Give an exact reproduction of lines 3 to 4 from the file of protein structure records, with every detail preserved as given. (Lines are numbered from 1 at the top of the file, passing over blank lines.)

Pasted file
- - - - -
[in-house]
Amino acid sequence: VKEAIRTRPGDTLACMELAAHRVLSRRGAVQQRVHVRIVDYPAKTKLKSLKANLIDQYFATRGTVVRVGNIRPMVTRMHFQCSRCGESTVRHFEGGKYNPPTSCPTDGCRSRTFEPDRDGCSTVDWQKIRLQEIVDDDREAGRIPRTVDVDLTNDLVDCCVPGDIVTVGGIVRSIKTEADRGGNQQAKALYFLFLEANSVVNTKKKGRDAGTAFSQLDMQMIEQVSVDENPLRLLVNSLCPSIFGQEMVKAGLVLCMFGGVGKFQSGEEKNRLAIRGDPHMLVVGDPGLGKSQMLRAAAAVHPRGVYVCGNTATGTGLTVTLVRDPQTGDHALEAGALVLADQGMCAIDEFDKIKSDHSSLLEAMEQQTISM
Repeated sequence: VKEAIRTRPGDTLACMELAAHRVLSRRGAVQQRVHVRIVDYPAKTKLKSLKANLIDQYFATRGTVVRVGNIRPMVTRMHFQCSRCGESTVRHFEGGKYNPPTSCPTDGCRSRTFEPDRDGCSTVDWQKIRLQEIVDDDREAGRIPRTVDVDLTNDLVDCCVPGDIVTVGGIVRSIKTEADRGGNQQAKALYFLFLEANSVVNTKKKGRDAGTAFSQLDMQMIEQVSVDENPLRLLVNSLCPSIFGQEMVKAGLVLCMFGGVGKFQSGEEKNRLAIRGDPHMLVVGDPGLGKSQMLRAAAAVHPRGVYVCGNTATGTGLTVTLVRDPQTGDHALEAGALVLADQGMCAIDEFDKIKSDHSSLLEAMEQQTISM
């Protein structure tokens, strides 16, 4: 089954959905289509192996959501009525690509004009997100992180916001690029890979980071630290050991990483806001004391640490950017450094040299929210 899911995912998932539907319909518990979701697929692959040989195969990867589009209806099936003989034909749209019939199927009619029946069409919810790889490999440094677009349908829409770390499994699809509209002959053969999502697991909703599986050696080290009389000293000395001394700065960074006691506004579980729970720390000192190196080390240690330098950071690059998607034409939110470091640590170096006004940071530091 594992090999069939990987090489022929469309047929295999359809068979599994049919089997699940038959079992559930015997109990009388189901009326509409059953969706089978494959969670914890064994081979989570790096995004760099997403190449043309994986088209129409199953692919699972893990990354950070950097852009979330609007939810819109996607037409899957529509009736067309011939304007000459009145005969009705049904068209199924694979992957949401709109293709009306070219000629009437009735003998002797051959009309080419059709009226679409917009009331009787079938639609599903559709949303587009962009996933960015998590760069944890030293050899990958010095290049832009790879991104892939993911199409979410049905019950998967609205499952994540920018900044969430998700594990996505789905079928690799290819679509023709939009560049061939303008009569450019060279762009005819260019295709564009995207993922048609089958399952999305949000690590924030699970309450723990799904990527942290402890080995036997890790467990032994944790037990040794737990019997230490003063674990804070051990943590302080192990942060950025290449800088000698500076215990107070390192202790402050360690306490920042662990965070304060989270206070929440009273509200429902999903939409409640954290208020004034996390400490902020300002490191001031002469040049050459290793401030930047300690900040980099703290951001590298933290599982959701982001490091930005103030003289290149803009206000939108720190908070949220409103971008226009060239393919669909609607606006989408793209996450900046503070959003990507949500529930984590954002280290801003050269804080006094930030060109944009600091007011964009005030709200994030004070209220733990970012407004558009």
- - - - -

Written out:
Repeated sequence: VKEAIRTRPGDTLACMELAAHRVLSRRGAVQQRVHVRIVDYPAKTKLKSLKANLIDQYFATRGTVVRVGNIRPMVTRMHFQCSRCGESTVRHFEGGKYNPPTSCPTDGCRSRTFEPDRDGCSTVDWQKIRLQEIVDDDREAGRIPRTVDVDLTNDLVDCCVPGDIVTVGGIVRSIKTEADRGGNQQAKALYFLFLEANSVVNTKKKGRDAGTAFSQLDMQMIEQVSVDENPLRLLVNSLCPSIFGQEMVKAGLVLCMFGGVGKFQSGEEKNRLAIRGDPHMLVVGDPGLGKSQMLRAAAAVHPRGVYVCGNTATGTGLTVTLVRDPQTGDHALEAGALVLADQGMCAIDEFDKIKSDHSSLLEAMEQQTISM
């Protein structure tokens, strides 16, 4: 089954959905289509192996959501009525690509004009997100992180916001690029890979980071630290050991990483806001004391640490950017450094040299929210 899911995912998932539907319909518990979701697929692959040989195969990867589009209806099936003989034909749209019939199927009619029946069409919810790889490999440094677009349908829409770390499994699809509209002959053969999502697991909703599986050696080290009389000293000395001394700065960074006691506004579980729970720390000192190196080390240690330098950071690059998607034409939110470091640590170096006004940071530091 594992090999069939990987090489022929469309047929295999359809068979599994049919089997699940038959079992559930015997109990009388189901009326509409059953969706089978494959969670914890064994081979989570790096995004760099997403190449043309994986088209129409199953692919699972893990990354950070950097852009979330609007939810819109996607037409899957529509009736067309011939304007000459009145005969009705049904068209199924694979992957949401709109293709009306070219000629009437009735003998002797051959009309080419059709009226679409917009009331009787079938639609599903559709949303587009962009996933960015998590760069944890030293050899990958010095290049832009790879991104892939993911199409979410049905019950998967609205499952994540920018900044969430998700594990996505789905079928690799290819679509023709939009560049061939303008009569450019060279762009005819260019295709564009995207993922048609089958399952999305949000690590924030699970309450723990799904990527942290402890080995036997890790467990032994944790037990040794737990019997230490003063674990804070051990943590302080192990942060950025290449800088000698500076215990107070390192202790402050360690306490920042662990965070304060989270206070929440009273509200429902999903939409409640954290208020004034996390400490902020300002490191001031002469040049050459290793401030930047300690900040980099703290951001590298933290599982959701982001490091930005103030003289290149803009206000939108720190908070949220409103971008226009060239393919669909609607606006989408793209996450900046503070959003990507949500529930984590954002280290801003050269804080006094930030060109944009600091007011964009005030709200994030004070209220733990970012407004558009």